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May 28, 2014
Review: Halfway Through the Story of Our Life
Emma Meltzer, Alexandra Zelman-Doring & Benedita Pereira in "Halfway through the Story of Our Life". Photo by Alexandra Zajaczkowski.

“I’m an alien to New York."  “I fail and continue to fail every day.” These are the words spoken in "Halfway Through the Story of Our Life", a play written, directed, and produced by Alexandra Zelman-Doring presented by Throes Theater. Set in modern day, the play paints a beautiful yet painful picture of three woman trying to discover who they are, and who they are meant to be. Their stories are set to music by three composers (Ana Milosavljevic, Jiri Kaderabek and Mahir Cetiz), played by Naum Goldenstein on clarinet, Marc Uys on violin, and Mahir Cetiz on piano.  While sharing their experiences, each woman sings, dances and speaks in one or more languages.   The actors use their real names and according to Zelman-Doring, about 20 percent of the play is drawn from their real life experiences.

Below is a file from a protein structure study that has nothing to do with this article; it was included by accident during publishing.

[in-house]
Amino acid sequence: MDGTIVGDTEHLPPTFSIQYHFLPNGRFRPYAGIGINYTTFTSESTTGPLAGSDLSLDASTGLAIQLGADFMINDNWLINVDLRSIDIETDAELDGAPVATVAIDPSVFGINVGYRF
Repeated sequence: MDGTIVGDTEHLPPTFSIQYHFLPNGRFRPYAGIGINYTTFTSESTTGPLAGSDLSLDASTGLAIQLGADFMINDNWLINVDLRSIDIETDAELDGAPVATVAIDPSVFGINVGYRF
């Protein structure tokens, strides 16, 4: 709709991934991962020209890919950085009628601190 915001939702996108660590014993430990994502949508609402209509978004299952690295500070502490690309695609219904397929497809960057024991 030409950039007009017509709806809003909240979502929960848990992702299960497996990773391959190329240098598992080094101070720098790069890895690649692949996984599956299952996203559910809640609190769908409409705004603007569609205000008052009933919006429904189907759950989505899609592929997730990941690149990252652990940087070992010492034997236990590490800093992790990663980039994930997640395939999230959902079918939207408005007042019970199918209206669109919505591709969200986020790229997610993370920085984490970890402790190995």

Emma Meltzer in "Halfway Through the Story of Our Life. Photo by Alexandra Zajaczkowski.

The first of the three women to come onto stage is Benedita Pereira, otherwise known as Benny. Pereira gives a sensual performance of a young actor trying to make it in the throes of New York City. She uses her native language, Portuguese, for a good portion of her raw performance.

Emma Meltzer is the second actor to tell the audience (or, as they call us, “friends”) her story. Standing out for her bluesy voice, Meltzer nails the comedic satire of the script as she explains how she struggles with her “WASPy parent brain,” always getting in the way of her judgment.

Alexandra Zelman-Doring, the last to perform, is still and lifeless in the background for most of the play as her counterparts take center stage, and when it is her turn she explains in anger and bitterness that she is “clogged”.  Yet she shines as she dances and sings.

"Halfway Through the Story of Our Life" poses questions that often echo in the consciousness of young people everywhere. With a limited set and background it moves swiftly like a dream, yet it is as real as the people on stage.

Through June 8 at Access Theater.

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Written by: Geralyn Greco
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